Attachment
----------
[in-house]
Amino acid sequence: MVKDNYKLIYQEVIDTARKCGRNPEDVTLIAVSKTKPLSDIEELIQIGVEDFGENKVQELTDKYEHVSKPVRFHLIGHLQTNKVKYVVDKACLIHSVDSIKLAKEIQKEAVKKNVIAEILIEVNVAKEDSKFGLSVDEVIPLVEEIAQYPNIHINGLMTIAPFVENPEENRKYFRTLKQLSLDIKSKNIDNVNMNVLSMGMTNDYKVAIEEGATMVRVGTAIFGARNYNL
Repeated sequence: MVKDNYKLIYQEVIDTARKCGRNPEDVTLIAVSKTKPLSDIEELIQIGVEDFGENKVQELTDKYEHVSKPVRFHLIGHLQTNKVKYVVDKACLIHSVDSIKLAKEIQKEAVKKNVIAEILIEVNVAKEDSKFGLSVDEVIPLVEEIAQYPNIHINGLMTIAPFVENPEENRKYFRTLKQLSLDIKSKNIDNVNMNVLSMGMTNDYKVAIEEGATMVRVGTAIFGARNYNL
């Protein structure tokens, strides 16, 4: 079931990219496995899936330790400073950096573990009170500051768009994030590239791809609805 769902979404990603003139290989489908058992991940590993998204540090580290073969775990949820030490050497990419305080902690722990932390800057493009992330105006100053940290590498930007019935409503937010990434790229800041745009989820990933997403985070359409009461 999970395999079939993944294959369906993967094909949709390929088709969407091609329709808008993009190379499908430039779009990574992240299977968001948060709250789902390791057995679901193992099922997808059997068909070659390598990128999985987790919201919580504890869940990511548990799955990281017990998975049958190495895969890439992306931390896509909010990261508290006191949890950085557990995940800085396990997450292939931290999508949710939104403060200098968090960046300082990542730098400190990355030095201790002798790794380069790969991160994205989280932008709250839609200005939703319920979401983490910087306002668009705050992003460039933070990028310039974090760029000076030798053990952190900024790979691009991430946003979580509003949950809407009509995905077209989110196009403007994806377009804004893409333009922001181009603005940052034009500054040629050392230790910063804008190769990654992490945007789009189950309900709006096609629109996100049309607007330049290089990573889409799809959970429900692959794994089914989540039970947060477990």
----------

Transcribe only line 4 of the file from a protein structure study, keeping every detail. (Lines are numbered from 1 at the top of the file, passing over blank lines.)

């Protein structure tokens, strides 16, 4: 079931990219496995899936330790400073950096573990009170500051768009994030590239791809609805 769902979404990603003139290989489908058992991940590993998204540090580290073969775990949820030490050497990419305080902690722990932390800057493009992330105006100053940290590498930007019935409503937010990434790229800041745009989820990933997403985070359409009461 999970395999079939993944294959369906993967094909949709390929088709969407091609329709808008993009190379499908430039779009990574992240299977968001948060709250789902390791057995679901193992099922997808059997068909070659390598990128999985987790919201919580504890869940990511548990799955990281017990998975049958190495895969890439992306931390896509909010990261508290006191949890950085557990995940800085396990997450292939931290999508949710939104403060200098968090960046300082990542730098400190990355030095201790002798790794380069790969991160994205989280932008709250839609200005939703319920979401983490910087306002668009705050992003460039933070990028310039974090760029000076030798053990952190900024790979691009991430946003979580509003949950809407009509995905077209989110196009403007994806377009804004893409333009922001181009603005940052034009500054040629050392230790910063804008190769990654992490945007789009189950309900709006096609629109996100049309607007330049290089990573889409799809959970429900692959794994089914989540039970947060477990």